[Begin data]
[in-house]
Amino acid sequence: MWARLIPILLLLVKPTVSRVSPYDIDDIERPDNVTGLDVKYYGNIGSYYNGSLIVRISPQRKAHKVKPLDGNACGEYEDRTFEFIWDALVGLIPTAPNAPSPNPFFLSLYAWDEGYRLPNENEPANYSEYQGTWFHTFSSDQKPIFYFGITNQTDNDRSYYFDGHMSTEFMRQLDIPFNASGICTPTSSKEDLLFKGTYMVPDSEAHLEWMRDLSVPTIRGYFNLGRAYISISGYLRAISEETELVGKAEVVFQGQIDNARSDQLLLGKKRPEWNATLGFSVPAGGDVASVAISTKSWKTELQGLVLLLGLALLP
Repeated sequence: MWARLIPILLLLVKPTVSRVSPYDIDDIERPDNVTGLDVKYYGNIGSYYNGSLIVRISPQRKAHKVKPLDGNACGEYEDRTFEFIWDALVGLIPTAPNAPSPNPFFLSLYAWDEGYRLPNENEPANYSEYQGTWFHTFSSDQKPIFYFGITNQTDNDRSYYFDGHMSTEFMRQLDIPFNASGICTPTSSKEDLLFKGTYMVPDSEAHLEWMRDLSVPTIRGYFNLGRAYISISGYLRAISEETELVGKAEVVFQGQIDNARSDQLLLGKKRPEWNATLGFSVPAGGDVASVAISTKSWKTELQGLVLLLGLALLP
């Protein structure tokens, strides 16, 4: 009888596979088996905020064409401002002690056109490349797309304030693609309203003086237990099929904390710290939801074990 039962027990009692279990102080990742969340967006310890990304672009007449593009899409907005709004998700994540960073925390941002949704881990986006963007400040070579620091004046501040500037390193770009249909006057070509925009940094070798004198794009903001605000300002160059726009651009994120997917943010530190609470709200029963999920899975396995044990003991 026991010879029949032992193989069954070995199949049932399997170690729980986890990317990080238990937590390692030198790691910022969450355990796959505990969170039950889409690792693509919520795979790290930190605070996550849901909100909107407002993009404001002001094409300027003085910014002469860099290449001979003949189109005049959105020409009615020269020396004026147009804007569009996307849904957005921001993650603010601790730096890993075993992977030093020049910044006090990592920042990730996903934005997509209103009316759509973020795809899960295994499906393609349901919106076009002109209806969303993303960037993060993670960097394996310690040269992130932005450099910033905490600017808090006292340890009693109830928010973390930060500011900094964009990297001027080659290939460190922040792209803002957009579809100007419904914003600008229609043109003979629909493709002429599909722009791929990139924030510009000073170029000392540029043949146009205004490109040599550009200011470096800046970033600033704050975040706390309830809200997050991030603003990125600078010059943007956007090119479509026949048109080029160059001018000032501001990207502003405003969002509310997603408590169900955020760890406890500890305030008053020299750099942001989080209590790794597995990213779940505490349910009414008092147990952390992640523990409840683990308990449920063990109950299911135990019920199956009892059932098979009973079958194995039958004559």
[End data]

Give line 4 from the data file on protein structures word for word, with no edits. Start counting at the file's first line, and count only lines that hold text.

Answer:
């Protein structure tokens, strides 16, 4: 009888596979088996905020064409401002002690056109490349797309304030693609309203003086237990099929904390710290939801074990 039962027990009692279990102080990742969340967006310890990304672009007449593009899409907005709004998700994540960073925390941002949704881990986006963007400040070579620091004046501040500037390193770009249909006057070509925009940094070798004198794009903001605000300002160059726009651009994120997917943010530190609470709200029963999920899975396995044990003991 026991010879029949032992193989069954070995199949049932399997170690729980986890990317990080238990937590390692030198790691910022969450355990796959505990969170039950889409690792693509919520795979790290930190605070996550849901909100909107407002993009404001002001094409300027003085910014002469860099290449001979003949189109005049959105020409009615020269020396004026147009804007569009996307849904957005921001993650603010601790730096890993075993992977030093020049910044006090990592920042990730996903934005997509209103009316759509973020795809899960295994499906393609349901919106076009002109209806969303993303960037993060993670960097394996310690040269992130932005450099910033905490600017808090006292340890009693109830928010973390930060500011900094964009990297001027080659290939460190922040792209803002957009579809100007419904914003600008229609043109003979629909493709002429599909722009791929990139924030510009000073170029000392540029043949146009205004490109040599550009200011470096800046970033600033704050975040706390309830809200997050991030603003990125600078010059943007956007090119479509026949048109080029160059001018000032501001990207502003405003969002509310997603408590169900955020760890406890500890305030008053020299750099942001989080209590790794597995990213779940505490349910009414008092147990952390992640523990409840683990308990449920063990109950299911135990019920199956009892059932098979009973079958194995039958004559």